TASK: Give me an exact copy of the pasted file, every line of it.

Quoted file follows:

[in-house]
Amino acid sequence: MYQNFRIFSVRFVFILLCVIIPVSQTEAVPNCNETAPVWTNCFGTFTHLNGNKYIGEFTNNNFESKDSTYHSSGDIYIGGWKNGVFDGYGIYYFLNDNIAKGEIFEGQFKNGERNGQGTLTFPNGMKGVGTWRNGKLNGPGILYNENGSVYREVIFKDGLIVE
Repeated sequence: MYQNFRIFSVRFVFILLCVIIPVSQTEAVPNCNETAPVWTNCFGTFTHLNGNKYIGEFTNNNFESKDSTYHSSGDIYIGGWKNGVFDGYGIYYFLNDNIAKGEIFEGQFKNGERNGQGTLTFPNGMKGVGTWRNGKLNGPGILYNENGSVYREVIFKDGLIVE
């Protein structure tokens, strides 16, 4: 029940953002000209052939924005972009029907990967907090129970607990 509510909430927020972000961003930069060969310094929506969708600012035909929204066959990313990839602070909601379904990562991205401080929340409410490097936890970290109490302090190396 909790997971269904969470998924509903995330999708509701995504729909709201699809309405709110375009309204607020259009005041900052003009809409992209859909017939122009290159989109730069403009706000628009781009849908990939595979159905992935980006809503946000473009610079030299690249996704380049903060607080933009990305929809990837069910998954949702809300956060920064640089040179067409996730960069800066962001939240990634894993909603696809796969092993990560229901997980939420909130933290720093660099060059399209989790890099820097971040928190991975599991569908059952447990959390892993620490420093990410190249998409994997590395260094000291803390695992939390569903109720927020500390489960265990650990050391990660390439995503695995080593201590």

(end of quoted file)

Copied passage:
[in-house]
Amino acid sequence: MYQNFRIFSVRFVFILLCVIIPVSQTEAVPNCNETAPVWTNCFGTFTHLNGNKYIGEFTNNNFESKDSTYHSSGDIYIGGWKNGVFDGYGIYYFLNDNIAKGEIFEGQFKNGERNGQGTLTFPNGMKGVGTWRNGKLNGPGILYNENGSVYREVIFKDGLIVE
Repeated sequence: MYQNFRIFSVRFVFILLCVIIPVSQTEAVPNCNETAPVWTNCFGTFTHLNGNKYIGEFTNNNFESKDSTYHSSGDIYIGGWKNGVFDGYGIYYFLNDNIAKGEIFEGQFKNGERNGQGTLTFPNGMKGVGTWRNGKLNGPGILYNENGSVYREVIFKDGLIVE
């Protein structure tokens, strides 16, 4: 029940953002000209052939924005972009029907990967907090129970607990 509510909430927020972000961003930069060969310094929506969708600012035909929204066959990313990839602070909601379904990562991205401080929340409410490097936890970290109490302090190396 909790997971269904969470998924509903995330999708509701995504729909709201699809309405709110375009309204607020259009005041900052003009809409992209859909017939122009290159989109730069403009706000628009781009849908990939595979159905992935980006809503946000473009610079030299690249996704380049903060607080933009990305929809990837069910998954949702809300956060920064640089040179067409996730960069800066962001939240990634894993909603696809796969092993990560229901997980939420909130933290720093660099060059399209989790890099820097971040928190991975599991569908059952447990959390892993620490420093990410190249998409994997590395260094000291803390695992939390569903109720927020500390489960265990650990050391990660390439995503695995080593201590």